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On April 17th 2019, Indonesia held general elections for the country’s presidency and legislature. The election pitted the incumbent Joko Widodo, better known as Jokowi against Prabowo Subianto. Jokowi, often compared to Barrack Obama, is the first democratically elected president of Indonesia from a non-elite background. His opponent, Prabowo Subianto, is a former senior official in the regime of Indonesia’s dictator for 30 years, General Suharto and accused of serious human rights abuses in the aftermath of Suharto’s fall.

The 2019 presidential election is in part a referendum on Jokowi’s management of the economy. Indonesia’s economy has grown at around 5% a year since 2014, fueled by massive $350 billion infrastructure investment plan. Indonesia has dedicated close to a fifth of it’s budget to building roads, ports and dams. Indonesia’s infrastructure programs range from the construction of a new Mass Rapid Transport system for the capital Jakarta, to 191,000 km of roads in rural Indonesia. This infrastructure plan has been financed by slashing fuel subsidies, and borrowing heavily from abroad, especially China. However, these measures have proved to be politically costly, and Jokowi has been forced to temporarily backtrack on his subsidy cuts for the 2019 elections. His opponent, Prabowo Subianto, has promised a more nationalist economic vision for the economy, taking a much more skeptical stance towards foreign trade and investment.

The second big question of the 2019 election is the role of Islam in the politics of Indonesia. Indonesia is home to over 230 million Muslims, and Muslims make up 87% of Indonesia’s population. Indonesia has long maintained a tolerant and pluralist attitude towards religion. However, in recent years there have been worrying signs of rising extremism. For example, Ahok, governor of Jakarta, was sentenced to two years in prison for blasphemy and inciting violence in a deeply flawed trial. Prabowo Subianto has cast himself as conservative defender of Islam. In theory, Jokowi has taken a more liberal stance on religion. However, his choice of a hardline cleric as his vice president, and his refusal to support Ahok when he was under attack.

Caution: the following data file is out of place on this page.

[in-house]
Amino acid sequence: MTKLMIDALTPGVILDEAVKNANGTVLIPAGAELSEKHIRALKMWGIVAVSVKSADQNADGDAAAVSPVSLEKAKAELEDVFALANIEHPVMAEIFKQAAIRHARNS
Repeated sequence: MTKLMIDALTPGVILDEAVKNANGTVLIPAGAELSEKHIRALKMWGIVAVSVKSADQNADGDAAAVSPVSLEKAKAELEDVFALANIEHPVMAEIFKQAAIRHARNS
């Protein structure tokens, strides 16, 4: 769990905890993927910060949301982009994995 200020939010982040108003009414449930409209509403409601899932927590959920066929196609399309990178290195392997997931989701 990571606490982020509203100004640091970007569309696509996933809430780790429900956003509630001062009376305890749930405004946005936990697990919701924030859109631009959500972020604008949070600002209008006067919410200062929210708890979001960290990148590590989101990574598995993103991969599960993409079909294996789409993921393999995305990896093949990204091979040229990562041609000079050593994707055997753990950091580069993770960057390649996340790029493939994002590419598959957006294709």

Although final results will not be in for the elections until May 22nd, preliminary counts suggest that Jokowi will win approximately 55% of the vote in the presidential election, a margin similar to his 2014 victory. Jokowi’s political party, the PDI-P has won approximately 20% of the vote. Indonesia’s electoral rules incentives political fragmentation, and as a result Jokowi will rely upon an ideologically diverse coalition of pass bills in the legislature. The elections suggest that Indonesia will have political continuity for the next five years. Just as important as the specific results of the 2019 elections is the fact they mark the fifth consecutive democratic elections in Indonesia. While there is a lot of uncertainty in Indonesia’s future, the strengthening of Indonesia’s political institutions provide a firm foundation to build upon.

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